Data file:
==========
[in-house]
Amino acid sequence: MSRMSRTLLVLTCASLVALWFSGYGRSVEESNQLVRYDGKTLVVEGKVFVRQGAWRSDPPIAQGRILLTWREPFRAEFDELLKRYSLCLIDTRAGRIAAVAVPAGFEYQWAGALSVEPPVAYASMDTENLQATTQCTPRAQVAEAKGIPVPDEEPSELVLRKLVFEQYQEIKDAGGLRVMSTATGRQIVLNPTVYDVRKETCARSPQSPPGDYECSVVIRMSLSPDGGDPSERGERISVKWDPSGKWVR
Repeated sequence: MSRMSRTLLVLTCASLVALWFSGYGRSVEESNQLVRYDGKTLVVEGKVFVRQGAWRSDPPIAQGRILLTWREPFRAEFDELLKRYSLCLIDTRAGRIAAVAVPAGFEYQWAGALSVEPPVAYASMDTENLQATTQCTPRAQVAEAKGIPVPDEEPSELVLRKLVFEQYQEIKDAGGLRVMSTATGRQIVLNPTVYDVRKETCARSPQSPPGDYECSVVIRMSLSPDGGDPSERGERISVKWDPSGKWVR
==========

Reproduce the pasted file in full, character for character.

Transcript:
[in-house]
Amino acid sequence: MSRMSRTLLVLTCASLVALWFSGYGRSVEESNQLVRYDGKTLVVEGKVFVRQGAWRSDPPIAQGRILLTWREPFRAEFDELLKRYSLCLIDTRAGRIAAVAVPAGFEYQWAGALSVEPPVAYASMDTENLQATTQCTPRAQVAEAKGIPVPDEEPSELVLRKLVFEQYQEIKDAGGLRVMSTATGRQIVLNPTVYDVRKETCARSPQSPPGDYECSVVIRMSLSPDGGDPSERGERISVKWDPSGKWVR
Repeated sequence: MSRMSRTLLVLTCASLVALWFSGYGRSVEESNQLVRYDGKTLVVEGKVFVRQGAWRSDPPIAQGRILLTWREPFRAEFDELLKRYSLCLIDTRAGRIAAVAVPAGFEYQWAGALSVEPPVAYASMDTENLQATTQCTPRAQVAEAKGIPVPDEEPSELVLRKLVFEQYQEIKDAGGLRVMSTATGRQIVLNPTVYDVRKETCARSPQSPPGDYECSVVIRMSLSPDGGDPSERGERISVKWDPSGKWVR